Erythema nodosum shows characteristic features of a predominantly septal panniculitis without vasculitis (Fig. 2a). Early lesions present with hemorrhage and edematous septa with a prominent mixed inflammatory infiltrate consisting of lymphocytes, histiocytes, eosinophils, and numerous neutrophils, infiltrating from the septa to the periphery of the adjacent lobules [20]. Late lesions show effacement of the lobules with fibrotic and thickened septa infiltrated by lymphocytes, histiocytes, multinucleated giant cells, and just a few neutrophils (Fig. 2b). The radial Miescher’s granulomas consist of small collections of histiocytes arranged around a central star-shaped cleft. This is a relatively specific but not pathognomonic feature. Small- and even medium-sized vasculitis has occasionally been reported [21].

Fig. 2
figure 2

Erythema nodosum (EN) histopathological features. Hematoxylin and eosin staining. a A predominantly septal panniculitis, at × 5 magnification. b Lymphohistiocytic infiltrate with the presence of neutrophils and giant multinucleated cells at × 100 magnification

6 Etiology

The etiology varies according to the affected population, the geographical area, and the seasonal period, although according to the literature 32–72% of EN cases remain with an unknown etiology [4, 19, 22]. Erythema nodosum may be the first sign of a systemic disease, triggered by a large group of processes, such as infections, inflammation, neoplasias, and/or drugs (Table 1). The most common identifiable causes are streptococcal infections, primary TB, sarcoidosis, Behçet disease, drugs, pregnancy, and inflammatory bowel disease [19].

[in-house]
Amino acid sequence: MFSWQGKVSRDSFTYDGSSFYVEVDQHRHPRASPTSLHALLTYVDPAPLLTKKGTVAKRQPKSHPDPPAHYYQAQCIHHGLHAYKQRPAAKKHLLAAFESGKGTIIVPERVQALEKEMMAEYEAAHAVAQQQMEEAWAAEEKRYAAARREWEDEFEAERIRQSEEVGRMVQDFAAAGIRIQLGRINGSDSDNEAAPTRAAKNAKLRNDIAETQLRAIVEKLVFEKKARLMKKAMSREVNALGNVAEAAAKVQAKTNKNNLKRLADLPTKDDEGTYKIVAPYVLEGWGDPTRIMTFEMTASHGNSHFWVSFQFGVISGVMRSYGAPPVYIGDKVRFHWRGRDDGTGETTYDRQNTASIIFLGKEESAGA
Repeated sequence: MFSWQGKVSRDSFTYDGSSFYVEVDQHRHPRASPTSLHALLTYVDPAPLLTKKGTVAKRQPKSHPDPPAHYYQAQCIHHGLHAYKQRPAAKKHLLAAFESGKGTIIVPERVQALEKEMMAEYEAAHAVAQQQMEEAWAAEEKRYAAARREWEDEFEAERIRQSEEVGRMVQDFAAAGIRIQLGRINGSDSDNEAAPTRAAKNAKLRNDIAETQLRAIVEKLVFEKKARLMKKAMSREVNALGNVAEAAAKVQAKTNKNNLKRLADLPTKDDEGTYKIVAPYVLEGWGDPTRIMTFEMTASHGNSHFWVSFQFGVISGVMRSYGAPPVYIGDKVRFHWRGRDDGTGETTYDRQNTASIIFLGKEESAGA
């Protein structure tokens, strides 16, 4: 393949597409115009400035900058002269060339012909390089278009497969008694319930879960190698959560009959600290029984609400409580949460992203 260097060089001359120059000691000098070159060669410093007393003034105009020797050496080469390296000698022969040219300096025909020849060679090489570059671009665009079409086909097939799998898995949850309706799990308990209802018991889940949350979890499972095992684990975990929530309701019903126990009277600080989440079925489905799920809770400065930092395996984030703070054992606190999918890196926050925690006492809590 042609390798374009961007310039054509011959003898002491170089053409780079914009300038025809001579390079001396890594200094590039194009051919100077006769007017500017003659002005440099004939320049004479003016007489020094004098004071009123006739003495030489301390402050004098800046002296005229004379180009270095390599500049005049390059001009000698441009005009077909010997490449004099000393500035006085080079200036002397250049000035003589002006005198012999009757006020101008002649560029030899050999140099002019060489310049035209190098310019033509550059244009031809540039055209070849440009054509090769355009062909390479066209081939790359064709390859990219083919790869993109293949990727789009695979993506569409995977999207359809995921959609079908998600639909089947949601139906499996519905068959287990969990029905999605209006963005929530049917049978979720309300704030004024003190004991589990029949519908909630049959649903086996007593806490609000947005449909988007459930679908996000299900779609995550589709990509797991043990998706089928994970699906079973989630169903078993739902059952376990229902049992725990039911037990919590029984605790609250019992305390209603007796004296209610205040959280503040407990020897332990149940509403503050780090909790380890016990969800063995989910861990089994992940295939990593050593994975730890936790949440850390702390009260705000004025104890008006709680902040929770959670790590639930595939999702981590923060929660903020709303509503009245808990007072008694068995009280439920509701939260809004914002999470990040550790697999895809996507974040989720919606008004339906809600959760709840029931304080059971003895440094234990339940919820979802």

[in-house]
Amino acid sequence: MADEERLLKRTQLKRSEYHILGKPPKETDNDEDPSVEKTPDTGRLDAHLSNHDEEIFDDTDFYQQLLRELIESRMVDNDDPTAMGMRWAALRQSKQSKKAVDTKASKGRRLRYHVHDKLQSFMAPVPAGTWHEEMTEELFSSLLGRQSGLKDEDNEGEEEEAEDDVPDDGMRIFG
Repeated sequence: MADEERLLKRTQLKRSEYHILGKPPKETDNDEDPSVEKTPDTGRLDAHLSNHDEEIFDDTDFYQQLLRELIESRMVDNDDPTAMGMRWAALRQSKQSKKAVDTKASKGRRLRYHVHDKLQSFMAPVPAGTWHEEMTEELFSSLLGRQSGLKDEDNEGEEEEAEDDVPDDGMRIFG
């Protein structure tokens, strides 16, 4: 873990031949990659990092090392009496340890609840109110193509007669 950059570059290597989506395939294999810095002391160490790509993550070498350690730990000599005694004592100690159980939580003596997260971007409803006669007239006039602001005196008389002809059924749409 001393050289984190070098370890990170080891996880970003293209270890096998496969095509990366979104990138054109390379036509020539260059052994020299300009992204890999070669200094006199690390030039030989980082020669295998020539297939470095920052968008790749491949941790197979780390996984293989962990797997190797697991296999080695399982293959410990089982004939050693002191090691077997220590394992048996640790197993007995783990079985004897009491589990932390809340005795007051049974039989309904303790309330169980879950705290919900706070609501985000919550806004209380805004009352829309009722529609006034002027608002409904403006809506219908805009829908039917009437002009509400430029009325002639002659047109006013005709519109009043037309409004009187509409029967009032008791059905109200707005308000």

Table 1 Etiologies of erythema nodosum [1, 9, 10, 93]

6.1 Behçet Disease

Patients diagnosed with Behçet disease present with EN lesions in about 44% of the cases, with EN being the initial manifestation of the disease in up to 5.7% of the cases [23]. Several diagnostic criteria have been proposed for Behçet disease, and in the International Study Group International Criteria for Behçet’s Disease, EN is included as a criterion [24]. Based on the histopathology, two forms of presentation are found: (1) the EN type with the typical septal panniculitis pattern in 27% of these cases and with a possible association with mild symptoms and (2) an EN-like with a lobular-mixed panniculitis pattern and vasculitis, representing 73% of cases, with an apparent association with severe disease [25].